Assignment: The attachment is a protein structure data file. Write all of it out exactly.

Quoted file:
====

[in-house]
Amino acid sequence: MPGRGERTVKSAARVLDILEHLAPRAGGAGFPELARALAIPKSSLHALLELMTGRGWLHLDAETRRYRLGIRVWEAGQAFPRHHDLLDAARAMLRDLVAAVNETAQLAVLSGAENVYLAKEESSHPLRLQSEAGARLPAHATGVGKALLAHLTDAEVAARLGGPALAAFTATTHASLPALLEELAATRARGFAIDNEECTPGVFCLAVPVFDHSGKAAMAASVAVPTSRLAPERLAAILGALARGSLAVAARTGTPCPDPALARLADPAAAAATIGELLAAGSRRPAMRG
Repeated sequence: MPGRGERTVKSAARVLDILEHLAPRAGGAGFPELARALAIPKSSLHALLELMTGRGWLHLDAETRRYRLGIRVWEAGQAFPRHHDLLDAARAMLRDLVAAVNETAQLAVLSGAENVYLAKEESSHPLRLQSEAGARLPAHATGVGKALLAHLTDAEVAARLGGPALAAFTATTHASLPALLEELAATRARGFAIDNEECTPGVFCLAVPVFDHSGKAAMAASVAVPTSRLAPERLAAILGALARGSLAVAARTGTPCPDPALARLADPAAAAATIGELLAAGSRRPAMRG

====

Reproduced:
[in-house]
Amino acid sequence: MPGRGERTVKSAARVLDILEHLAPRAGGAGFPELARALAIPKSSLHALLELMTGRGWLHLDAETRRYRLGIRVWEAGQAFPRHHDLLDAARAMLRDLVAAVNETAQLAVLSGAENVYLAKEESSHPLRLQSEAGARLPAHATGVGKALLAHLTDAEVAARLGGPALAAFTATTHASLPALLEELAATRARGFAIDNEECTPGVFCLAVPVFDHSGKAAMAASVAVPTSRLAPERLAAILGALARGSLAVAARTGTPCPDPALARLADPAAAAATIGELLAAGSRRPAMRG
Repeated sequence: MPGRGERTVKSAARVLDILEHLAPRAGGAGFPELARALAIPKSSLHALLELMTGRGWLHLDAETRRYRLGIRVWEAGQAFPRHHDLLDAARAMLRDLVAAVNETAQLAVLSGAENVYLAKEESSHPLRLQSEAGARLPAHATGVGKALLAHLTDAEVAARLGGPALAAFTATTHASLPALLEELAATRARGFAIDNEECTPGVFCLAVPVFDHSGKAAMAASVAVPTSRLAPERLAAILGALARGSLAVAARTGTPCPDPALARLADPAAAAATIGELLAAGSRRPAMRG